Meta “waited patiently on the sidelines” as artificial intelligence (AI) applications like ChatGPT were released to “learn from their mistakes” before announcing its new large language model (LLM) system, an expert has claimed.

Meta’s new LLM, named LLaMA, aims to assist scientists and researchers explore new applications for AI technology.

Meta’s announcement comes at a time when LLMs are at the height of mainstream popularity, powering applications like OpenAI’s ChatGPT, Google’s unreleased Bard and Microsoft’s Bing AI.

“In the increasingly high-profile generative AI race, it is no longer an advantage to possess a language model but a necessity to ensure that you are still regarded as a competitor,” Emma Taylor, analyst at research firm GlobalData, told Verdict.

Meta claims its new LLM stands out from other competitive models on the market for a number of reasons.

According to the company, LLaMA will come in several sizes, ranging from 7 billion parameters to 65 billion parameters – parameters being the instructions given to LLMs.

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Larger models, like OpenAI’s Chat-GPT 3 with 175 billion parameters, have been successful in expanding the technology’s capability, but they cost more to operate.

“Meta has waited patiently on the sidelines as models like ChatGPT were released, learning from the mistakes of others and working out how to differentiate its product,” Emma Taylor, analyst at research firm GlobalData told Verdict.

Taylor points to other models being rushed into public view and making highly visible mistakes.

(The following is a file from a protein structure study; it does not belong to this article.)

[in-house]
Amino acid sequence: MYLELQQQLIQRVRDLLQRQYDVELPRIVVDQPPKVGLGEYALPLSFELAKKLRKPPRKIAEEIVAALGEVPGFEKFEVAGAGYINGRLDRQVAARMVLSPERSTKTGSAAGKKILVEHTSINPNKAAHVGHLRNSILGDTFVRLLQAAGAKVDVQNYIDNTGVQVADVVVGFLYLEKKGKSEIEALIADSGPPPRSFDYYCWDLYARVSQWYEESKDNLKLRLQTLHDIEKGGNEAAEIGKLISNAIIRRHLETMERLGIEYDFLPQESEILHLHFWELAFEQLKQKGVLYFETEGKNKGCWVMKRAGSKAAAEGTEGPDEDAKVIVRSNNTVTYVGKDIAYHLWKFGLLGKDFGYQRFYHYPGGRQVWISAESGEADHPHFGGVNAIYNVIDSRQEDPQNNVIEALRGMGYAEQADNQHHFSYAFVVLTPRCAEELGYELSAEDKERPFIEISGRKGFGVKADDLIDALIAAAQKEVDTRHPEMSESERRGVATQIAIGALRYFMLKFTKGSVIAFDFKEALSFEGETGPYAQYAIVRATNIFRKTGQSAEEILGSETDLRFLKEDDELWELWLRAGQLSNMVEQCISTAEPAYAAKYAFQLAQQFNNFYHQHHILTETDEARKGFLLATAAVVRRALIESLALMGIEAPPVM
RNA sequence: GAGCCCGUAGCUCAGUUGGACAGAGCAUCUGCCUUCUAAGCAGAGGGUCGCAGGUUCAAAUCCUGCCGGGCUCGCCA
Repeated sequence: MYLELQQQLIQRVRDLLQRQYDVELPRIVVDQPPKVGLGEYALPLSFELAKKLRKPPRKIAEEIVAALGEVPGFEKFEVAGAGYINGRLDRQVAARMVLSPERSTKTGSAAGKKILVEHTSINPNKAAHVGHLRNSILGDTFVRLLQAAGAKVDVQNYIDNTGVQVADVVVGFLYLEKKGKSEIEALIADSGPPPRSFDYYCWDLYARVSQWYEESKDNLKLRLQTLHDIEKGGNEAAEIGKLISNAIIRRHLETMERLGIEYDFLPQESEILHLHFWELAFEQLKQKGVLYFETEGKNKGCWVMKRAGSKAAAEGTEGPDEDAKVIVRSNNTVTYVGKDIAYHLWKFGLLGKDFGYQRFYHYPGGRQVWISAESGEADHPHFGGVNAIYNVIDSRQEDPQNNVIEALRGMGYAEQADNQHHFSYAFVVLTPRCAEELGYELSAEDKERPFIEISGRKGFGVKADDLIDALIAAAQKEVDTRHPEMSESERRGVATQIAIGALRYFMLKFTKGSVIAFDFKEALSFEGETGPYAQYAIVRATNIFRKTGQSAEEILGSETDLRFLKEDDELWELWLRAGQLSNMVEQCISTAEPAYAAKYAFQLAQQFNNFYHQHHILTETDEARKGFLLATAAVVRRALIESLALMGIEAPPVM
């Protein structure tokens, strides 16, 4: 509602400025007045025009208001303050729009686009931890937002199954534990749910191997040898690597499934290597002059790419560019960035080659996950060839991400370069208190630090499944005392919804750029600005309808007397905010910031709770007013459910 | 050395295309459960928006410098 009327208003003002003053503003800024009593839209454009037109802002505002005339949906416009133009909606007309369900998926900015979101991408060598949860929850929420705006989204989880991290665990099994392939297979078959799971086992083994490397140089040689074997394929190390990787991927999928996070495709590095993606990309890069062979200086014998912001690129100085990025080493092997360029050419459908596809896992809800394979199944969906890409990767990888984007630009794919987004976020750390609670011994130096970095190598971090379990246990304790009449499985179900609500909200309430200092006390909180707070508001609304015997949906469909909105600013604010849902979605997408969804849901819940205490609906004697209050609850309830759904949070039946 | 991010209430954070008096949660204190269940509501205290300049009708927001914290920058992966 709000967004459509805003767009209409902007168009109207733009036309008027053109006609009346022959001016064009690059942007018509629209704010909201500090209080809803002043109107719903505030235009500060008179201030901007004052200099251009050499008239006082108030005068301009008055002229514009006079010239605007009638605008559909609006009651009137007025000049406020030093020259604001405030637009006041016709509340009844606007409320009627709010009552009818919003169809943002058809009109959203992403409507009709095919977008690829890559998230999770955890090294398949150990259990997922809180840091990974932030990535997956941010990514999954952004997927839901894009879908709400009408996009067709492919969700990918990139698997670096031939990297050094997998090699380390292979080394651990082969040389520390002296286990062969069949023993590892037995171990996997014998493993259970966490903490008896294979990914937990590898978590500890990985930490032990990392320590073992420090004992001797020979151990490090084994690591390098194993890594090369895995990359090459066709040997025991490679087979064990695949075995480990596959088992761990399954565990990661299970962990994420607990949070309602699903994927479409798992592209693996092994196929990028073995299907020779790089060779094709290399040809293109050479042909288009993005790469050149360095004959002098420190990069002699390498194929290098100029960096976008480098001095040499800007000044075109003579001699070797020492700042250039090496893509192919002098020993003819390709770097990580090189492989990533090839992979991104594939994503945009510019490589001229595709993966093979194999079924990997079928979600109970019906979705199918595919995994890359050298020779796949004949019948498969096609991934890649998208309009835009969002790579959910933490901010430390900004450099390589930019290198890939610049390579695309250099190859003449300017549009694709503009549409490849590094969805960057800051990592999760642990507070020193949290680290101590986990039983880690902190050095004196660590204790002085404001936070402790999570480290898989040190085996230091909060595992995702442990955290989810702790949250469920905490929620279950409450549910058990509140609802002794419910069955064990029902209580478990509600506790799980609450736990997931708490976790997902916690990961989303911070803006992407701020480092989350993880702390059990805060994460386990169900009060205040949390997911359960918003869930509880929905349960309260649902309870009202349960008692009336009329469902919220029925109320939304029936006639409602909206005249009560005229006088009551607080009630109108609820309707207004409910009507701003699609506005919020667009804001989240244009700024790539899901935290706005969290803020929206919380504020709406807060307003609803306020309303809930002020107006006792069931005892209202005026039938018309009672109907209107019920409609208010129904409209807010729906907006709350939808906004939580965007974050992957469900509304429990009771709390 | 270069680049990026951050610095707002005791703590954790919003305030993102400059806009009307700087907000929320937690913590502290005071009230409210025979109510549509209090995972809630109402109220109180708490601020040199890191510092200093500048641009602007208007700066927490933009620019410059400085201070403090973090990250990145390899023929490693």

“This includes Google’s Bard, which made a factual error in its first public demo, causing Google’s share price to plummet,” Taylor said.

Bigger isn’t always better says Meta

Meta says that smaller models trained on more tokens – pieces of words – are better to retrain and use for specific potential product use cases.

The smallest version of Meta’s LLaMA, LLaMA 7B, is trained with one trillion tokens, according to Meta’s announcement.

Meta claims that despite the rising sophistication of LLMs “full research access to them remains limited because of the resources that are required to train and run such large models.”

“This restricted access has limited researchers’ ability to understand how and why these large language models work,” the Meta announcement read.

Mark Zuckerberg’s metaverse-centric company believes working with smaller LLMs will help researchers improve known issues such as bias, toxicity, and misinformation.

AI has not escaped tightening budgets

Despite the rising popularity of applications like ChatGPT, AI has not escaped the tightening of purse strings from venture capitalists, with investment in the sector plummeting in 2022.

In 2013, 298 deals were completed with a total value of $1.6bn. This continued to grow over the decade, peaking in 2021 with a whopping 3,694 deals completed at a total value of $127bn, according to GlobalData.

In 2022, the number of deals completed decreased to 3507 with a much lower value of $72,954.

GlobalData is the parent company of Verdict and its sister publications.